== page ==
homestead, he owned and operated a pottery. A daughter married Judge 
BROWN, for many years a practicing attorney here, who subsequently 
removed to Chicago, where his descendants now reside.
Dr. RUSSELL settled in 1796. Two children, Catharine and Rensselaer, 
died here. Another daughter became the wife of the late Judge NELSON.
An honored resident of the village was Henry SCOTT. He was an 
active business man and during a long period was cashier of the 
Otsego County bank. His widow resides in the village. 
BALDWIN- Another pioneer who added to the industry of the village 
was Joseph BALDWIN, a cooper, who settled in 1790. Two 
granddaughters reside here, viz., a maiden lady, Mary L., and 
Frances, the wife of Washington WILSON. A son, Horace Baldwin, 
died in this village.
CAMPBELL- Among the prominent attorneys who early settled in 
Cooperstown, was Robert Campbell, who located in 1802. A 
daughter, wife of the late Levi C. TURNER, resides in the village.
Ralph WORTHINGTON was a hatter, who early chose Cooperstown 
for a home. Of his family of eight children the following are living, 
viz., Henry, in New York, and Mrs. MOORE, in Brooklyn. John R. 
Worthington, a son, was an active citizen of the village, and together 
with his son, John, many years conducted a successful banking 
business. He died Jan. 15, 1878, in the house in which he was 
born on Dec. 13, 1804.
An honored representative of "ye olden time" was Ellery CORY, who 
came to Cooperstown about the year 1815, and located near the 
present residence of Asel JARVIS, on Lake street. He first engaged 
in the furniture business and subsequently in hardware in the old stone 
building nearly opposite the Central House. He was prominently 
identified with the progress of the village, and took an active part in 
building the Cooperstown and Susquehanna Valley railroad. He died 
January 22, 1874. Three children are living, viz.: William E. Cory, 
Esq., a successful hardware merchant in this village; Mrs. L. C. 
STOWELL, also in Cooperstown; and Mrs. STEBBENS, in Madison 
Holder CORY, brother of Ellery, also an honored pioneer, came soon 
after and engaged in business with his brother, which he continued 
until his death, in September, 1863. His widow, now at the advanced 
age of seventy-one years, resides in this village. Three children are 
residents of the village, viz.: Ellery P. Cory, an undertaker, and the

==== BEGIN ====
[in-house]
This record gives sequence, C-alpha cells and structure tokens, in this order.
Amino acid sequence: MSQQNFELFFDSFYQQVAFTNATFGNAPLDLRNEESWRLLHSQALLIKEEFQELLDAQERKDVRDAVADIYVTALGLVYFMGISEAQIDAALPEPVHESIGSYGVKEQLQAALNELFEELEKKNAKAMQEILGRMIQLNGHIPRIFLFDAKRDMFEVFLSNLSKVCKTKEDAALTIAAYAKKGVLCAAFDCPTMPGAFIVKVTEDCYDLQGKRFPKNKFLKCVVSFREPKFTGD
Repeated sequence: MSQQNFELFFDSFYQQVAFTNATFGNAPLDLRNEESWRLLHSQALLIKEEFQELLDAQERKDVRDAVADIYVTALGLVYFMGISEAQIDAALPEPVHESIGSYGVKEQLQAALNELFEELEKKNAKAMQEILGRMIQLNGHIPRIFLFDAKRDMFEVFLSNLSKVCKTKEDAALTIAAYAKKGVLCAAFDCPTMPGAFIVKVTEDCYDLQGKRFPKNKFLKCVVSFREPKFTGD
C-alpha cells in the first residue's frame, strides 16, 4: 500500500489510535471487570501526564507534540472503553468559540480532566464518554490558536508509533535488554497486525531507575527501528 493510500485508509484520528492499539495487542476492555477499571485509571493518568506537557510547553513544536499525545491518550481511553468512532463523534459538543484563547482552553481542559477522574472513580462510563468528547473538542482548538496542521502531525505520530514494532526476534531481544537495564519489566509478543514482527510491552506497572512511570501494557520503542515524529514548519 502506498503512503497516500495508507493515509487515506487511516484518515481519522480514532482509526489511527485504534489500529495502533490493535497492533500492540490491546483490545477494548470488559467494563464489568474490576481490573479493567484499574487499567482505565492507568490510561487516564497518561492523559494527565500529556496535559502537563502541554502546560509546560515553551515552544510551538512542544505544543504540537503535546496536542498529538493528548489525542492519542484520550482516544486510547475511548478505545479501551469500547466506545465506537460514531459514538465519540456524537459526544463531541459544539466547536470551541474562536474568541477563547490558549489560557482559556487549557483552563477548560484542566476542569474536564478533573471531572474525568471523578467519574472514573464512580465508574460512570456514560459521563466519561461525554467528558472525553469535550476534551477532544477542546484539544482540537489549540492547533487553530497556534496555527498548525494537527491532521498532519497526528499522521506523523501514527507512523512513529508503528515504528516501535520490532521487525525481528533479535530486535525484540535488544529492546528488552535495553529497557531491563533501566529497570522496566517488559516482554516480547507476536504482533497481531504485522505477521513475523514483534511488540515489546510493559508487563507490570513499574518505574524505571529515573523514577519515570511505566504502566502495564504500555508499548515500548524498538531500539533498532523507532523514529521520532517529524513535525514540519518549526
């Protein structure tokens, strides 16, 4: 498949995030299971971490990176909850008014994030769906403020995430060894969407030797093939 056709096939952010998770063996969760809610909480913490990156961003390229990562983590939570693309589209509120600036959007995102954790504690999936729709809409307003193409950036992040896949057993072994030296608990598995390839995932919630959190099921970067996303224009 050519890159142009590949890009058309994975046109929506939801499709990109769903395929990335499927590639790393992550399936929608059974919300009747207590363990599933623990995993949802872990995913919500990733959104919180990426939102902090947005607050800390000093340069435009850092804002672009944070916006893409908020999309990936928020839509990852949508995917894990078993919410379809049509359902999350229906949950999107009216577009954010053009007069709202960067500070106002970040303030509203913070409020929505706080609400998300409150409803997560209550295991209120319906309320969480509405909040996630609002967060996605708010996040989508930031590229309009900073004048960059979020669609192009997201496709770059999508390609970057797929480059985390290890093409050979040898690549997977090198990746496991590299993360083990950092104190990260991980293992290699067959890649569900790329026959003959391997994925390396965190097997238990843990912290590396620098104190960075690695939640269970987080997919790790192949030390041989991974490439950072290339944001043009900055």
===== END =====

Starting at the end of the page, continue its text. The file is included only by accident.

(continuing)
present town clerk; Caroline, wife of Charles R. BURCH, a jeweler; 
and Frances. 
William NICHOLS, a jeweler, was an early settler. He was a 
prominent citizen, and was elected county clerk. The only surviving 
descendant in Cooperstown is Mrs. Asel JARVIS. 
Stephen GREGORY was also an early settler, and a pioneer settler, 
and a pioneer shoemaker. His widow and a son, Charles Z. Gregory, 
reside in the village, and a daughter, wife of John BURGIS, is a 
resident of Jersey City. 
Henry BEADLE early located in the village. A son, Elias, is a 
Presbyterian clergyman in Philadelphia; Tracey, another son, died a 
short time since in Elmira.
A worthy pioneer from the "Granite State" was Abner GRAVES, who, 
with his wife and family, settled in this vicinity in the year 1794,
first locating across the river in Middlefield, where he remained one
year, and then removed to the village. He subsequently located on a
below the village, where he resided until old age came creeping on, 
when he returned and died here at the advanced age of ninety years. 
His wife died six years previously, aged eight-four years. Their family 
consisted of eight children, only four of whom are living. (See 
biography of Calvin Graves, at close of Cooperstown history.)
BOWERS- A prominent early settler just outside of the village, in the 
town of Middlefield, was John M. BOWERS, one of the largest 
land-holders in the county, who came from New York city in 1803. 
In 1804 he erected the residence known as "Lakelands," and in the 
following year took possession of it. Here he remained until his 
death, which occurred in 1846. He was seventy-three years of age. 
His widow, Margaretta M. S. Bowers, died Feb. 6, 1872, at the 
advanced age of ninety-three years. Two daughters and one son 
are residents of this village, Mrs. F. A. LEE, Miss Martha Bowers, 
and Henry J. Bowers, Esq. Miss Martha Bowers occupies the 
old homestead.